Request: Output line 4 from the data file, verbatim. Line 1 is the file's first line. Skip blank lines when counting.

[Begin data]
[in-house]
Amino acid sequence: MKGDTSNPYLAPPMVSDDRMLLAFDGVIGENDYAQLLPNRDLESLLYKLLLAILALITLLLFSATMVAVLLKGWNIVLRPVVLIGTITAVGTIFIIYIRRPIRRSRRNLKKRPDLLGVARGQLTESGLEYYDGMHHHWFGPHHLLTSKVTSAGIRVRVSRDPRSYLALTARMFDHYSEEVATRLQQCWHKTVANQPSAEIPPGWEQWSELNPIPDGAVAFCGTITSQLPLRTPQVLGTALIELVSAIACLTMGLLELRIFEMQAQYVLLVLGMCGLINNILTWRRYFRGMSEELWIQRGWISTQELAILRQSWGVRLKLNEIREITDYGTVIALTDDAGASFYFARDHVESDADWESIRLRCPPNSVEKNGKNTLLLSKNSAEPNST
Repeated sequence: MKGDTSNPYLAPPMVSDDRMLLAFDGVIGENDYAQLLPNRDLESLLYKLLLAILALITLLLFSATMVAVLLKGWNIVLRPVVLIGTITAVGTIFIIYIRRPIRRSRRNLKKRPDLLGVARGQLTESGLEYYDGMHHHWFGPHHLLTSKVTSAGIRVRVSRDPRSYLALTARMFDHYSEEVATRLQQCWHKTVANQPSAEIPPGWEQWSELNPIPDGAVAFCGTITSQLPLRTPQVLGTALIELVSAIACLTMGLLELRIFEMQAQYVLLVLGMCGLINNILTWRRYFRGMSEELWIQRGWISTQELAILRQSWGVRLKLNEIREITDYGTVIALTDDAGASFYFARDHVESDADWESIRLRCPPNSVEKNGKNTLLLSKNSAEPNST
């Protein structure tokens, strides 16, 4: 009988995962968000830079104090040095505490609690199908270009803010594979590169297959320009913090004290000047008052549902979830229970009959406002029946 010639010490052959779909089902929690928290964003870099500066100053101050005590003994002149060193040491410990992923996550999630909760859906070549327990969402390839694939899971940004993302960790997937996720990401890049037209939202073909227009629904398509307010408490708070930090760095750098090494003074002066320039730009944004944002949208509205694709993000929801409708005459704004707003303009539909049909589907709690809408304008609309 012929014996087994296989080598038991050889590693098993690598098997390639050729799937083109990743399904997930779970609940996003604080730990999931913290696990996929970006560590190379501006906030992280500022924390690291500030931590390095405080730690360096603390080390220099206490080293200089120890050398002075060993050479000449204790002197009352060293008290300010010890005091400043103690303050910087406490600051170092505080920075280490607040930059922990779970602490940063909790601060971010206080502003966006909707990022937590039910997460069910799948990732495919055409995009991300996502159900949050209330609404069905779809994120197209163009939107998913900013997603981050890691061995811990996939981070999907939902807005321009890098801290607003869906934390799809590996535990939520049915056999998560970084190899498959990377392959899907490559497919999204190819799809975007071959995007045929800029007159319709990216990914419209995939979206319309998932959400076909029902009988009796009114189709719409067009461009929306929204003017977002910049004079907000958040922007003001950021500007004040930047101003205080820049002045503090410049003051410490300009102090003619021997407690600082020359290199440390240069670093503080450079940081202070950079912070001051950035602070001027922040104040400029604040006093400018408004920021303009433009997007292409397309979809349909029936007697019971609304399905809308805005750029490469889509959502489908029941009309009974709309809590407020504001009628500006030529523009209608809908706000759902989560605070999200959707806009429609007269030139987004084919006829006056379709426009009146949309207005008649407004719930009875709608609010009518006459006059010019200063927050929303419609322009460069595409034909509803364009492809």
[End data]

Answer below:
């Protein structure tokens, strides 16, 4: 009988995962968000830079104090040095505490609690199908270009803010594979590169297959320009913090004290000047008052549902979830229970009959406002029946 010639010490052959779909089902929690928290964003870099500066100053101050005590003994002149060193040491410990992923996550999630909760859906070549327990969402390839694939899971940004993302960790997937996720990401890049037209939202073909227009629904398509307010408490708070930090760095750098090494003074002066320039730009944004944002949208509205694709993000929801409708005459704004707003303009539909049909589907709690809408304008609309 012929014996087994296989080598038991050889590693098993690598098997390639050729799937083109990743399904997930779970609940996003604080730990999931913290696990996929970006560590190379501006906030992280500022924390690291500030931590390095405080730690360096603390080390220099206490080293200089120890050398002075060993050479000449204790002197009352060293008290300010010890005091400043103690303050910087406490600051170092505080920075280490607040930059922990779970602490940063909790601060971010206080502003966006909707990022937590039910997460069910799948990732495919055409995009991300996502159900949050209330609404069905779809994120197209163009939107998913900013997603981050890691061995811990996939981070999907939902807005321009890098801290607003869906934390799809590996535990939520049915056999998560970084190899498959990377392959899907490559497919999204190819799809975007071959995007045929800029007159319709990216990914419209995939979206319309998932959400076909029902009988009796009114189709719409067009461009929306929204003017977002910049004079907000958040922007003001950021500007004040930047101003205080820049002045503090410049003051410490300009102090003619021997407690600082020359290199440390240069670093503080450079940081202070950079912070001051950035602070001027922040104040400029604040006093400018408004920021303009433009997007292409397309979809349909029936007697019971609304399905809308805005750029490469889509959502489908029941009309009974709309809590407020504001009628500006030529523009209608809908706000759902989560605070999200959707806009429609007269030139987004084919006829006056379709426009009146949309207005008649407004719930009875709608609010009518006459006059010019200063927050929303419609322009460069595409034909509803364009492809």